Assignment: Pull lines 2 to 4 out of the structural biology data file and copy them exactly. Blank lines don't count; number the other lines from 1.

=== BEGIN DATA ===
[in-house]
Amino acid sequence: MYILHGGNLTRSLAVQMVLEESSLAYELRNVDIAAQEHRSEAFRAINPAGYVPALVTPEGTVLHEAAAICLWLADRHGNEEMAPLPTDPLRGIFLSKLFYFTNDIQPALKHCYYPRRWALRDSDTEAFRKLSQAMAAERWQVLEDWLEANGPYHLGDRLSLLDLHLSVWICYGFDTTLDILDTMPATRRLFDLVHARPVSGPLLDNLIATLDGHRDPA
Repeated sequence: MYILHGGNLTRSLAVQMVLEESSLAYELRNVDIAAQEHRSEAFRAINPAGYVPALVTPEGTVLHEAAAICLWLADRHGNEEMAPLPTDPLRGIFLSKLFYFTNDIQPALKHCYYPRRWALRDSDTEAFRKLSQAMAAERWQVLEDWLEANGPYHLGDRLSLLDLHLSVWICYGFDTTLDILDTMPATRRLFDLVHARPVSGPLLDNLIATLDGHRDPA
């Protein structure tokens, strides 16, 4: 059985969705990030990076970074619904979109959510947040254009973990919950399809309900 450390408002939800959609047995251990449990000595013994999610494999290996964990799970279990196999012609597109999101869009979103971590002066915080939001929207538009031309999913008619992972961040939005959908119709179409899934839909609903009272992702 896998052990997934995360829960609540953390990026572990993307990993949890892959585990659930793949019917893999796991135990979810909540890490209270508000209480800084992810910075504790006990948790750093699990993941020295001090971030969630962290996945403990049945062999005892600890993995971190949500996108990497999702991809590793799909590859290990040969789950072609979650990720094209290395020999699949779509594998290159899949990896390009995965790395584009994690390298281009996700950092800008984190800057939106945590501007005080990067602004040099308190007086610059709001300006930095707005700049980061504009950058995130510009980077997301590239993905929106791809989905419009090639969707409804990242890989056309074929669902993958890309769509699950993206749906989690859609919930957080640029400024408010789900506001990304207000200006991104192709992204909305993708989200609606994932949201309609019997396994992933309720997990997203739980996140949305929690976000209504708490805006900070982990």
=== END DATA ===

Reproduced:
Amino acid sequence: MYILHGGNLTRSLAVQMVLEESSLAYELRNVDIAAQEHRSEAFRAINPAGYVPALVTPEGTVLHEAAAICLWLADRHGNEEMAPLPTDPLRGIFLSKLFYFTNDIQPALKHCYYPRRWALRDSDTEAFRKLSQAMAAERWQVLEDWLEANGPYHLGDRLSLLDLHLSVWICYGFDTTLDILDTMPATRRLFDLVHARPVSGPLLDNLIATLDGHRDPA
Repeated sequence: MYILHGGNLTRSLAVQMVLEESSLAYELRNVDIAAQEHRSEAFRAINPAGYVPALVTPEGTVLHEAAAICLWLADRHGNEEMAPLPTDPLRGIFLSKLFYFTNDIQPALKHCYYPRRWALRDSDTEAFRKLSQAMAAERWQVLEDWLEANGPYHLGDRLSLLDLHLSVWICYGFDTTLDILDTMPATRRLFDLVHARPVSGPLLDNLIATLDGHRDPA
């Protein structure tokens, strides 16, 4: 059985969705990030990076970074619904979109959510947040254009973990919950399809309900 450390408002939800959609047995251990449990000595013994999610494999290996964990799970279990196999012609597109999101869009979103971590002066915080939001929207538009031309999913008619992972961040939005959908119709179409899934839909609903009272992702 896998052990997934995360829960609540953390990026572990993307990993949890892959585990659930793949019917893999796991135990979810909540890490209270508000209480800084992810910075504790006990948790750093699990993941020295001090971030969630962290996945403990049945062999005892600890993995971190949500996108990497999702991809590793799909590859290990040969789950072609979650990720094209290395020999699949779509594998290159899949990896390009995965790395584009994690390298281009996700950092800008984190800057939106945590501007005080990067602004040099308190007086610059709001300006930095707005700049980061504009950058995130510009980077997301590239993905929106791809989905419009090639969707409804990242890989056309074929669902993958890309769509699950993206749906989690859609919930957080640029400024408010789900506001990304207000200006991104192709992204909305993708989200609606994932949201309609019997396994992933309720997990997203739980996140949305929690976000209504708490805006900070982990």